Wednesday, November 28, 2007

Spare Change

For the past two years I have hoarded coins like they were going out of style and today I cashed in.

If there is anything more useless than pennies and nickels, it is one and five yen coins. I am also not a fan of the ten yen coins either, so whenever I get any of them they are all go into a jar. Over the months, one small jar became eight small jars and then eight small jars became one huge two liter jar and eight small ones. I hadn't cashed in before now because I have always been told Japanese banks don't like to accept large amounts of change and that I may have to cash in only several hundred coins at a time. The other day, I learned that this was simply not true so this morning, since I had to go to the bank anyways, I decided today would be the day.

The look on the bank teller's face when she saw the red duffel bag I was carrying was priceless. I told her that I needed to deposit some coins and she got me this cute little orange tray to put them in. Then I told her that I had a lot of coins and she asked how many. I unzipped the duffel bag and her jaw dropped. Evidently, Japanese people don't amass change on the scale that Westerners do. I rule.

The teller then told me to start dumping money into the tray and that she would get a couple more of them. I started pouring out the copper and aluminum bits and she soon realized that three trays were not going to be enough. I then pulled out the big two liter jar and that took up two trays by itself. Then an assistant started coming over to collect the stack of filled trays and she needed three or four trips to get them all. I was cracking up because I just kept pouring out money and it got to the point where some of the bank employees were giving me the, "you're a nut" look. This is what they get when they call me, wake me up, and tell me that I have to come in and fill something out at 10:40am.

After several minutes of the coin counter whirling away, the teller told me they had my grand total. I had a whopping $305.00 in change! Yay!!! d(^_^)b

The reason I had to go to the bank in the first place is kind of amusing. I had to make a bank transfer the other day to cover the cost of my plane tickets home. While at the bank, my ATM card broke. So with two months left on the island, I have to get a new ATM card. While I was filling out the paper work for the new card, I forgot to fill in what I wanted the pin number to be and so I got a call this morning telling me I needed to come in by the end of the day to fill in the blank. That was a fun phone call because the bank lady woke me up. First, I don't speak Japanese well over the phone. Second, I don't speak Japanese well when I a still half asleep and groggy. Third, this lady talked really fast or my brain was going really slow, probably the latter. Anywho, I figured out that she needed my pin and I told her the number I wanted and then she said something that sounded like a chipmunk talking and I assumed it couldn't be the same number as my old card so I told her a new set of four digits. More chipmunk talk and then my brain started to come online and I figured out that she needed me to come in and personally fill out the paperwork. Now it is going to be a week or so before I have my new card. Not having an ATM card sucks.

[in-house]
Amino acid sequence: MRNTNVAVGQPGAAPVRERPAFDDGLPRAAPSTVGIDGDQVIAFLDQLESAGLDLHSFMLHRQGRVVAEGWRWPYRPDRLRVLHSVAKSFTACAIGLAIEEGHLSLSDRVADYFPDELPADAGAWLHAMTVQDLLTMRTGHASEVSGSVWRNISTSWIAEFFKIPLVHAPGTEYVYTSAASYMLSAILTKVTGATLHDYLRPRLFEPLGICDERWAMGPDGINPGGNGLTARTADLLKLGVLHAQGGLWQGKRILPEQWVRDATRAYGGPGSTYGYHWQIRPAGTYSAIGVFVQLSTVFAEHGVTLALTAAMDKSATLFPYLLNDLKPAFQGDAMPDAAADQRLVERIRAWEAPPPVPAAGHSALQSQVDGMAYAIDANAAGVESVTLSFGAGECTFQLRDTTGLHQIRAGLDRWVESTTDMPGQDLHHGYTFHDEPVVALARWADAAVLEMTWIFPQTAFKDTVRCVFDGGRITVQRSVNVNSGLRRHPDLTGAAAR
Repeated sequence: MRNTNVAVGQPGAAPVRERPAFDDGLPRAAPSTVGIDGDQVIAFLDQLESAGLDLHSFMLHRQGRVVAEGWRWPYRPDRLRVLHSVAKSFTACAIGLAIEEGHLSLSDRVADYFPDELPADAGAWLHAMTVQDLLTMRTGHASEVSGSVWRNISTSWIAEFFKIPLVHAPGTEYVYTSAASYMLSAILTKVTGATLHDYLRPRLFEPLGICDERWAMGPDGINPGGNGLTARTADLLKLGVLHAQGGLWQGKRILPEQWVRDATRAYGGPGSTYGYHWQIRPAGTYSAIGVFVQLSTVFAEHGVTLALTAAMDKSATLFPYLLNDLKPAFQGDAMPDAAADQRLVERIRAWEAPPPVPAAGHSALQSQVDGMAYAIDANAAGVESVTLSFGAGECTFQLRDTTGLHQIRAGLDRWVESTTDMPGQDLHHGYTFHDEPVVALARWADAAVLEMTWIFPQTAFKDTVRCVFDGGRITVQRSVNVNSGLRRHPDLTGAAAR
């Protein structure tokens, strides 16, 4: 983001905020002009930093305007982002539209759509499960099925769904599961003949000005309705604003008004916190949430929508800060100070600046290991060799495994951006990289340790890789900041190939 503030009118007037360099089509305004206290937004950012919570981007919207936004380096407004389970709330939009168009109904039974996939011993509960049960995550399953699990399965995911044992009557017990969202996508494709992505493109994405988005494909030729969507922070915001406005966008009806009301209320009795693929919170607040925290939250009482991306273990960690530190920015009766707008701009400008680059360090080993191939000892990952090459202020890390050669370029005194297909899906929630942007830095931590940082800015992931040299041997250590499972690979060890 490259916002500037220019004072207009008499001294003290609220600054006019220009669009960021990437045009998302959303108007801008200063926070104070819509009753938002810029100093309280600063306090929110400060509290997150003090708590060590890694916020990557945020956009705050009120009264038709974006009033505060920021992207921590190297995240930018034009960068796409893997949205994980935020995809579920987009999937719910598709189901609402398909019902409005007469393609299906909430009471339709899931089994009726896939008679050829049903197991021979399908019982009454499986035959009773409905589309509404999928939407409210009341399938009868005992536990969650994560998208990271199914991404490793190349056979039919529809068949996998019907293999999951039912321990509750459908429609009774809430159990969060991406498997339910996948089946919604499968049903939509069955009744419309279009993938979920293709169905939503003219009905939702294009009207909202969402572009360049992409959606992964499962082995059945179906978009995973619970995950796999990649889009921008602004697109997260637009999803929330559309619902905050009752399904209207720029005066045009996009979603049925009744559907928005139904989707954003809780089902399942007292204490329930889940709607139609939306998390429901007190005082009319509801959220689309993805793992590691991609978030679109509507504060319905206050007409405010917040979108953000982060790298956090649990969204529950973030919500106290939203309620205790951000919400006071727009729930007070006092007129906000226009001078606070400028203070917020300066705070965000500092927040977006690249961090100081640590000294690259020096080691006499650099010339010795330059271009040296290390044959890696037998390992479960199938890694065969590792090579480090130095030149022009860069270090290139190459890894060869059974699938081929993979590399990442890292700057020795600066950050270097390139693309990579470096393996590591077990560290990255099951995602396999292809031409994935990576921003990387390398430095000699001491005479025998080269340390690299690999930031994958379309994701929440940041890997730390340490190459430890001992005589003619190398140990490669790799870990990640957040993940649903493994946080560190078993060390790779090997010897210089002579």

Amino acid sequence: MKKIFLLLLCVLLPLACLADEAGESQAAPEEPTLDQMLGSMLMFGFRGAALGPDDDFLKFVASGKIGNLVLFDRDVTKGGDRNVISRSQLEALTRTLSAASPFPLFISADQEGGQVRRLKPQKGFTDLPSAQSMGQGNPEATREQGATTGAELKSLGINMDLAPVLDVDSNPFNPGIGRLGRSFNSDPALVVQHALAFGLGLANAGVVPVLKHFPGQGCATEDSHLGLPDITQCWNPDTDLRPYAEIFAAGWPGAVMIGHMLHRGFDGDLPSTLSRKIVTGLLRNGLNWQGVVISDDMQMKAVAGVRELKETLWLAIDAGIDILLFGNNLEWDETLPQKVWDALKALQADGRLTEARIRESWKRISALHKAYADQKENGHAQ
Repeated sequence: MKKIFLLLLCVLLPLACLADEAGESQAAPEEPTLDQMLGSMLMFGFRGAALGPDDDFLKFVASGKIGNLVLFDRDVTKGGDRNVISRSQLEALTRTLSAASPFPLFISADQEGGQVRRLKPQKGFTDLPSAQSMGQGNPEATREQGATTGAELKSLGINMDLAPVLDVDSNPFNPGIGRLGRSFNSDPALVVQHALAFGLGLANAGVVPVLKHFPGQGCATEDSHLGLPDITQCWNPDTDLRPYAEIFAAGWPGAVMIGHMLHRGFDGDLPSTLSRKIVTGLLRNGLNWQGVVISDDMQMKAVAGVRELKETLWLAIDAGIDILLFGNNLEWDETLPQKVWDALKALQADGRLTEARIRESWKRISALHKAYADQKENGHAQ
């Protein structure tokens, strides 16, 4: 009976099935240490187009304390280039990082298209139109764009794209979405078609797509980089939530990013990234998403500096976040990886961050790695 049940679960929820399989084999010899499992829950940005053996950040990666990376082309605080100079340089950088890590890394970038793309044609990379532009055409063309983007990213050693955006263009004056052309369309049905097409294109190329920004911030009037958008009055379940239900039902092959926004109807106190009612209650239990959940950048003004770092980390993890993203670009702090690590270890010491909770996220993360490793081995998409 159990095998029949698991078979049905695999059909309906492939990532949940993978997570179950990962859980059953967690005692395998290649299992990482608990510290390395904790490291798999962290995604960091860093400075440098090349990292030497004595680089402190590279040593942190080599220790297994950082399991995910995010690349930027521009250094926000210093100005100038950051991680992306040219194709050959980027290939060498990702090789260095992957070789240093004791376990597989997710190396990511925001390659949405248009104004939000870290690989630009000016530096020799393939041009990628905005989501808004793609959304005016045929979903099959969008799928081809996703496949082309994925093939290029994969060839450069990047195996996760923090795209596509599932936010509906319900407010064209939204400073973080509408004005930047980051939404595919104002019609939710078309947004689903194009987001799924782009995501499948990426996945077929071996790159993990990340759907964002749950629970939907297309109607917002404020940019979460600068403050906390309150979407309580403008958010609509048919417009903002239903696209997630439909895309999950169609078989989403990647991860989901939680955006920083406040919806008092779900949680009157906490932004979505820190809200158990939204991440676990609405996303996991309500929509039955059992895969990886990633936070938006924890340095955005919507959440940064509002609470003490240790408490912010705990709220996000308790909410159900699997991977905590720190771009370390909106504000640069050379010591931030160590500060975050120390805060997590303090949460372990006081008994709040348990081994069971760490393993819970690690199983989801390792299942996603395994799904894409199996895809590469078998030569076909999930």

But hey, I now have $300 more than I had before.

Tuesday, November 27, 2007

Whoever Says Girls Aren't Inherently Evil Is Nuts

Today I went to my favorite school and expected a peaceful week. It most likely will be a pretty good week but I found out something that will probably make at least tomorrow more interesting.

At this school, I teach mostly girls. I would say that 3/4 of my students here are female. This is one of the reasons I expect peace and quiet when I come here, girls and I get along tons better than the boys and I. The girls are also more willing and wanting to learn English than their externally equipped counterparts. The dark side to teaching girls is that they are about 362 times more devious and conniving than boys. The boys I teach are like dogs, you pay attention to them and give them a reward on occasion and they will behave for the most part. Girls' thoughts tend to run deeper and this creates new and fun challenges for me as a teacher.

Today I learned that I have two sisters that are basically running an extortion ring while in English class. It isn't really extortion, it is actually more like they are charging late fees on a particular item. Japanese girls are very streamlined when it comes to being girly and learning about other girls. Instead of passing a series of notes and carrying on heart to heart conversations while doing each others' nails, Japanese girls carry with them papers called "profiles".

Profiles are professionally printed sheets of notebook paper that contain sections like: My favorite color or My favorite food or My favorite movies, My blood type is, etc. When girls meet each other and decide that they might actually like each other, they exchange profile sheets. It is then up to the girl to take the sheet home and fill in all of the blanks so that when they meet up again, the to would-be friends can share all of their important information with each other and the completed sheets are then filed away in a binder that each girl has that is built for such profile sheets. It is essentially, a rolodex/Facebook for the age 9-13 crowd.